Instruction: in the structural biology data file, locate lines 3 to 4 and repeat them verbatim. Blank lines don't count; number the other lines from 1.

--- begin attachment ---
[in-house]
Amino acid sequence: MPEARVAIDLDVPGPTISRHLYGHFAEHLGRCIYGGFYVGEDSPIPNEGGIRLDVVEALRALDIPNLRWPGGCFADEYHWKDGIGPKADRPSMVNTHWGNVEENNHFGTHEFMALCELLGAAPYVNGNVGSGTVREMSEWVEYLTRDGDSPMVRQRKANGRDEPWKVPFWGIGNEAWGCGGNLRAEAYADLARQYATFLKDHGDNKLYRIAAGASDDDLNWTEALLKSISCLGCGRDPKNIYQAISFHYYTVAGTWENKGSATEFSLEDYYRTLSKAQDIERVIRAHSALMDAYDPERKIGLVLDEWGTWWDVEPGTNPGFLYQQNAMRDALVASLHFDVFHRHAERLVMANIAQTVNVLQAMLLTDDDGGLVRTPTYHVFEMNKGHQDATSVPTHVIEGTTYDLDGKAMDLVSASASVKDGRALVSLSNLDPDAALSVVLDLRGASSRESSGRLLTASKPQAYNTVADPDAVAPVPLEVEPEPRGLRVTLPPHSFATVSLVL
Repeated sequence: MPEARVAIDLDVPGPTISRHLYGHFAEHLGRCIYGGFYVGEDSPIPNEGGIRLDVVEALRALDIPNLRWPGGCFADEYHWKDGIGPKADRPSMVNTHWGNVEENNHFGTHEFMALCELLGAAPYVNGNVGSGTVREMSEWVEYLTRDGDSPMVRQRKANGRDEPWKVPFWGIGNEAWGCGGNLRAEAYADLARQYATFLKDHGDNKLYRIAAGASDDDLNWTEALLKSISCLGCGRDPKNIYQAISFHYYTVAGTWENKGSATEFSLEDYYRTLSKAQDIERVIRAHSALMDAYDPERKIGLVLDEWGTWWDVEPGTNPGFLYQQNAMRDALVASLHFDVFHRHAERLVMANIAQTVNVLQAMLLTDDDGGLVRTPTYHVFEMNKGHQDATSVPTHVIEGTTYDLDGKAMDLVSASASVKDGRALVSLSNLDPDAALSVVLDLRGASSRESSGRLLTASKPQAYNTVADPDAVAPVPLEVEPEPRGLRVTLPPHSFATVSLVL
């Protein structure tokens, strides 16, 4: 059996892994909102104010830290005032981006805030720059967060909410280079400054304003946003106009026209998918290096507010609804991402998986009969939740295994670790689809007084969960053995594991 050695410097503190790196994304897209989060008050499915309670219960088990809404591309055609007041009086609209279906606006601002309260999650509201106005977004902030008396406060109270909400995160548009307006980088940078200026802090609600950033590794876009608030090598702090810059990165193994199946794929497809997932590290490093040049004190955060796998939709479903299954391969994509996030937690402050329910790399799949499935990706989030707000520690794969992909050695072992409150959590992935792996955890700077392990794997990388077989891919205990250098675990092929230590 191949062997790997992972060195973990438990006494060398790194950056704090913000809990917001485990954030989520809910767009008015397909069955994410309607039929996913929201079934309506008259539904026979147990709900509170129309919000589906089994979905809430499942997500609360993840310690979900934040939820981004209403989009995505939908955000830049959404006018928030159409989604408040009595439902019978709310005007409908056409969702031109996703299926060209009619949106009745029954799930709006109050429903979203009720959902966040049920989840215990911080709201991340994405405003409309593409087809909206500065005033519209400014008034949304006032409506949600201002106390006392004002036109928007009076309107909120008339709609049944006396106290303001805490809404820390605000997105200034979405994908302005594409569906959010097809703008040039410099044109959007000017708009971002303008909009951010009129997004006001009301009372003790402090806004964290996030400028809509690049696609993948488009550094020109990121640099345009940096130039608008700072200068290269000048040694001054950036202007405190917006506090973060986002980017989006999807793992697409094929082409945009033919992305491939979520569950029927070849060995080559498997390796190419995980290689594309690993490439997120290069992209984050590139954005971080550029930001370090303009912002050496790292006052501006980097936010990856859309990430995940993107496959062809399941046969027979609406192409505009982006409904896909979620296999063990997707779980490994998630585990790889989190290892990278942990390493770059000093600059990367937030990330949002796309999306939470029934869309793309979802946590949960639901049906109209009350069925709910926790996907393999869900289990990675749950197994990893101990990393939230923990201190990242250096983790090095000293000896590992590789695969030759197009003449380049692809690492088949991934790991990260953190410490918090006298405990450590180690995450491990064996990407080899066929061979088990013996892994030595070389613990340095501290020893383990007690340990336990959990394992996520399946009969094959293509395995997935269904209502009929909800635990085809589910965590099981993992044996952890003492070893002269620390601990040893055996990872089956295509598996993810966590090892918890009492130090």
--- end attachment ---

Repeated sequence: MPEARVAIDLDVPGPTISRHLYGHFAEHLGRCIYGGFYVGEDSPIPNEGGIRLDVVEALRALDIPNLRWPGGCFADEYHWKDGIGPKADRPSMVNTHWGNVEENNHFGTHEFMALCELLGAAPYVNGNVGSGTVREMSEWVEYLTRDGDSPMVRQRKANGRDEPWKVPFWGIGNEAWGCGGNLRAEAYADLARQYATFLKDHGDNKLYRIAAGASDDDLNWTEALLKSISCLGCGRDPKNIYQAISFHYYTVAGTWENKGSATEFSLEDYYRTLSKAQDIERVIRAHSALMDAYDPERKIGLVLDEWGTWWDVEPGTNPGFLYQQNAMRDALVASLHFDVFHRHAERLVMANIAQTVNVLQAMLLTDDDGGLVRTPTYHVFEMNKGHQDATSVPTHVIEGTTYDLDGKAMDLVSASASVKDGRALVSLSNLDPDAALSVVLDLRGASSRESSGRLLTASKPQAYNTVADPDAVAPVPLEVEPEPRGLRVTLPPHSFATVSLVL
């Protein structure tokens, strides 16, 4: 059996892994909102104010830290005032981006805030720059967060909410280079400054304003946003106009026209998918290096507010609804991402998986009969939740295994670790689809007084969960053995594991 050695410097503190790196994304897209989060008050499915309670219960088990809404591309055609007041009086609209279906606006601002309260999650509201106005977004902030008396406060109270909400995160548009307006980088940078200026802090609600950033590794876009608030090598702090810059990165193994199946794929497809997932590290490093040049004190955060796998939709479903299954391969994509996030937690402050329910790399799949499935990706989030707000520690794969992909050695072992409150959590992935792996955890700077392990794997990388077989891919205990250098675990092929230590 191949062997790997992972060195973990438990006494060398790194950056704090913000809990917001485990954030989520809910767009008015397909069955994410309607039929996913929201079934309506008259539904026979147990709900509170129309919000589906089994979905809430499942997500609360993840310690979900934040939820981004209403989009995505939908955000830049959404006018928030159409989604408040009595439902019978709310005007409908056409969702031109996703299926060209009619949106009745029954799930709006109050429903979203009720959902966040049920989840215990911080709201991340994405405003409309593409087809909206500065005033519209400014008034949304006032409506949600201002106390006392004002036109928007009076309107909120008339709609049944006396106290303001805490809404820390605000997105200034979405994908302005594409569906959010097809703008040039410099044109959007000017708009971002303008909009951010009129997004006001009301009372003790402090806004964290996030400028809509690049696609993948488009550094020109990121640099345009940096130039608008700072200068290269000048040694001054950036202007405190917006506090973060986002980017989006999807793992697409094929082409945009033919992305491939979520569950029927070849060995080559498997390796190419995980290689594309690993490439997120290069992209984050590139954005971080550029930001370090303009912002050496790292006052501006980097936010990856859309990430995940993107496959062809399941046969027979609406192409505009982006409904896909979620296999063990997707779980490994998630585990790889989190290892990278942990390493770059000093600059990367937030990330949002796309999306939470029934869309793309979802946590949960639901049906109209009350069925709910926790996907393999869900289990990675749950197994990893101990990393939230923990201190990242250096983790090095000293000896590992590789695969030759197009003449380049692809690492088949991934790991990260953190410490918090006298405990450590180690995450491990064996990407080899066929061979088990013996892994030595070389613990340095501290020893383990007690340990336990959990394992996520399946009969094959293509395995997935269904209502009929909800635990085809589910965590099981993992044996952890003492070893002269620390601990040893055996990872089956295509598996993810966590090892918890009492130090």